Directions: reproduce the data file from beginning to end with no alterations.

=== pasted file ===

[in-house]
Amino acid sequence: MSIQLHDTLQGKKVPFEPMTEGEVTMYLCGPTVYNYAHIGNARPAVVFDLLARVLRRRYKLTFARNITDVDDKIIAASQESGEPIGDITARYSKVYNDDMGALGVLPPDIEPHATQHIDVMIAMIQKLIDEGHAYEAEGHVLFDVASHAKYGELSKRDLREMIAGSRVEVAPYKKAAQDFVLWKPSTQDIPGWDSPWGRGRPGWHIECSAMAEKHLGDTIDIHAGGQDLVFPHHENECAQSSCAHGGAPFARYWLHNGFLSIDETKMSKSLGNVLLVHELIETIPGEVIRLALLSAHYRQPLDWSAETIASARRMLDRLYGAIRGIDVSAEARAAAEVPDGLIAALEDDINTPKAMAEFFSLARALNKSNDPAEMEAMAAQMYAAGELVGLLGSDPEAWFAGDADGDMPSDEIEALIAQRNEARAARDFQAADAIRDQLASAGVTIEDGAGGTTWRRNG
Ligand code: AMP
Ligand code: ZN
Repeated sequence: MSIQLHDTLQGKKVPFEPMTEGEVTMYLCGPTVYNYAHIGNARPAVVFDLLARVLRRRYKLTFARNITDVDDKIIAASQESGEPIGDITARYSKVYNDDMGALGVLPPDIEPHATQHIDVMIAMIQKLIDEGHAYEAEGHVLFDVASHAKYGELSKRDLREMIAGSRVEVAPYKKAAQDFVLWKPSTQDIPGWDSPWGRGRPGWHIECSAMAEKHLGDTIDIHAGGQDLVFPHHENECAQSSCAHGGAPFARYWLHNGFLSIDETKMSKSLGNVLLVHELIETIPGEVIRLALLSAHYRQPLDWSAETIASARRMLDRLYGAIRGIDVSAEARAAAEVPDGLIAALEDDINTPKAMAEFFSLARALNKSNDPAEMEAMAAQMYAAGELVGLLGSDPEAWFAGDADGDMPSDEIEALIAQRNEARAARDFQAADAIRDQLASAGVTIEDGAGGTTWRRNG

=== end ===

[in-house]
Amino acid sequence: MSIQLHDTLQGKKVPFEPMTEGEVTMYLCGPTVYNYAHIGNARPAVVFDLLARVLRRRYKLTFARNITDVDDKIIAASQESGEPIGDITARYSKVYNDDMGALGVLPPDIEPHATQHIDVMIAMIQKLIDEGHAYEAEGHVLFDVASHAKYGELSKRDLREMIAGSRVEVAPYKKAAQDFVLWKPSTQDIPGWDSPWGRGRPGWHIECSAMAEKHLGDTIDIHAGGQDLVFPHHENECAQSSCAHGGAPFARYWLHNGFLSIDETKMSKSLGNVLLVHELIETIPGEVIRLALLSAHYRQPLDWSAETIASARRMLDRLYGAIRGIDVSAEARAAAEVPDGLIAALEDDINTPKAMAEFFSLARALNKSNDPAEMEAMAAQMYAAGELVGLLGSDPEAWFAGDADGDMPSDEIEALIAQRNEARAARDFQAADAIRDQLASAGVTIEDGAGGTTWRRNG
Ligand code: AMP
Ligand code: ZN
Repeated sequence: MSIQLHDTLQGKKVPFEPMTEGEVTMYLCGPTVYNYAHIGNARPAVVFDLLARVLRRRYKLTFARNITDVDDKIIAASQESGEPIGDITARYSKVYNDDMGALGVLPPDIEPHATQHIDVMIAMIQKLIDEGHAYEAEGHVLFDVASHAKYGELSKRDLREMIAGSRVEVAPYKKAAQDFVLWKPSTQDIPGWDSPWGRGRPGWHIECSAMAEKHLGDTIDIHAGGQDLVFPHHENECAQSSCAHGGAPFARYWLHNGFLSIDETKMSKSLGNVLLVHELIETIPGEVIRLALLSAHYRQPLDWSAETIASARRMLDRLYGAIRGIDVSAEARAAAEVPDGLIAALEDDINTPKAMAEFFSLARALNKSNDPAEMEAMAAQMYAAGELVGLLGSDPEAWFAGDADGDMPSDEIEALIAQRNEARAARDFQAADAIRDQLASAGVTIEDGAGGTTWRRNG